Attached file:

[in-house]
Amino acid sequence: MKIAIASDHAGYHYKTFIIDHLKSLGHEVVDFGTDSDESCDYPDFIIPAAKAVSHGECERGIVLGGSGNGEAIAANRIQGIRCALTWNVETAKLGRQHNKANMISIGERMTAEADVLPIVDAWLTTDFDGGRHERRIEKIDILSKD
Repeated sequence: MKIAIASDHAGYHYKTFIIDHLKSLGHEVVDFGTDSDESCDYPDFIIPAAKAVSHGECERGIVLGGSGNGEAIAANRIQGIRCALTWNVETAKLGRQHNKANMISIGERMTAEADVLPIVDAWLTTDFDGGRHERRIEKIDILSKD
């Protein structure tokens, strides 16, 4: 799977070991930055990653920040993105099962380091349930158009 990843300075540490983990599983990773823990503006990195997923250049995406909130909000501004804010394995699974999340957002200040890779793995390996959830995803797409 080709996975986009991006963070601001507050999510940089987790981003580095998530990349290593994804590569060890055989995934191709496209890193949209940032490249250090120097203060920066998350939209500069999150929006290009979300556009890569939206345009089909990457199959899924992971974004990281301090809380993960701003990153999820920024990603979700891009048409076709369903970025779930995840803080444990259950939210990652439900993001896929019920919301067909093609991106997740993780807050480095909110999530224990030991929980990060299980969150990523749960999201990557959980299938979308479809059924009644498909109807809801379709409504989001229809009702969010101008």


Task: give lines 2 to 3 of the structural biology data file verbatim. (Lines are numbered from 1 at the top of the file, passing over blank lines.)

Amino acid sequence: MKIAIASDHAGYHYKTFIIDHLKSLGHEVVDFGTDSDESCDYPDFIIPAAKAVSHGECERGIVLGGSGNGEAIAANRIQGIRCALTWNVETAKLGRQHNKANMISIGERMTAEADVLPIVDAWLTTDFDGGRHERRIEKIDILSKD
Repeated sequence: MKIAIASDHAGYHYKTFIIDHLKSLGHEVVDFGTDSDESCDYPDFIIPAAKAVSHGECERGIVLGGSGNGEAIAANRIQGIRCALTWNVETAKLGRQHNKANMISIGERMTAEADVLPIVDAWLTTDFDGGRHERRIEKIDILSKD